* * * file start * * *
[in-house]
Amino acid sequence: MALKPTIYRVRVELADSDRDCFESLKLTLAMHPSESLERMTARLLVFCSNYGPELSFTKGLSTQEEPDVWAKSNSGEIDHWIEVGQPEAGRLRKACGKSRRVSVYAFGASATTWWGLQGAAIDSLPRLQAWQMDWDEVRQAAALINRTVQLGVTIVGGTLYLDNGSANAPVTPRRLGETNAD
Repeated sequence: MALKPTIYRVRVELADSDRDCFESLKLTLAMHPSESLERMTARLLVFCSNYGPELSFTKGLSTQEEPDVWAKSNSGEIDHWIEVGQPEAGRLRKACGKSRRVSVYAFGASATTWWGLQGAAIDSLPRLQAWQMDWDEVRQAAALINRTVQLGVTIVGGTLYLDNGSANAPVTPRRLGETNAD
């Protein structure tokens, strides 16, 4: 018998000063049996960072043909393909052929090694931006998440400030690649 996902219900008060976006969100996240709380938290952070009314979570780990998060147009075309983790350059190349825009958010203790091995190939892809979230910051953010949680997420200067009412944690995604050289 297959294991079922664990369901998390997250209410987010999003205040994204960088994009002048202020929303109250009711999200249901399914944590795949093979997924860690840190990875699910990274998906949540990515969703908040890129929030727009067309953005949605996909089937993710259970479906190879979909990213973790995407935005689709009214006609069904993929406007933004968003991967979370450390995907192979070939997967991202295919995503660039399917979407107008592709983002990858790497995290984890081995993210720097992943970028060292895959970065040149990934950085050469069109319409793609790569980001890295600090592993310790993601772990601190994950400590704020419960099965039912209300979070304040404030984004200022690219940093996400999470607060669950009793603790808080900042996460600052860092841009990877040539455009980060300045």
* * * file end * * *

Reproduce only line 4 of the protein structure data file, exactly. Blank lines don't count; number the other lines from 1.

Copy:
């Protein structure tokens, strides 16, 4: 018998000063049996960072043909393909052929090694931006998440400030690649 996902219900008060976006969100996240709380938290952070009314979570780990998060147009075309983790350059190349825009958010203790091995190939892809979230910051953010949680997420200067009412944690995604050289 297959294991079922664990369901998390997250209410987010999003205040994204960088994009002048202020929303109250009711999200249901399914944590795949093979997924860690840190990875699910990274998906949540990515969703908040890129929030727009067309953005949605996909089937993710259970479906190879979909990213973790995407935005689709009214006609069904993929406007933004968003991967979370450390995907192979070939997967991202295919995503660039399917979407107008592709983002990858790497995290984890081995993210720097992943970028060292895959970065040149990934950085050469069109319409793609790569980001890295600090592993310790993601772990601190994950400590704020419960099965039912209300979070304040404030984004200022690219940093996400999470607060669950009793603790808080900042996460600052860092841009990877040539455009980060300045």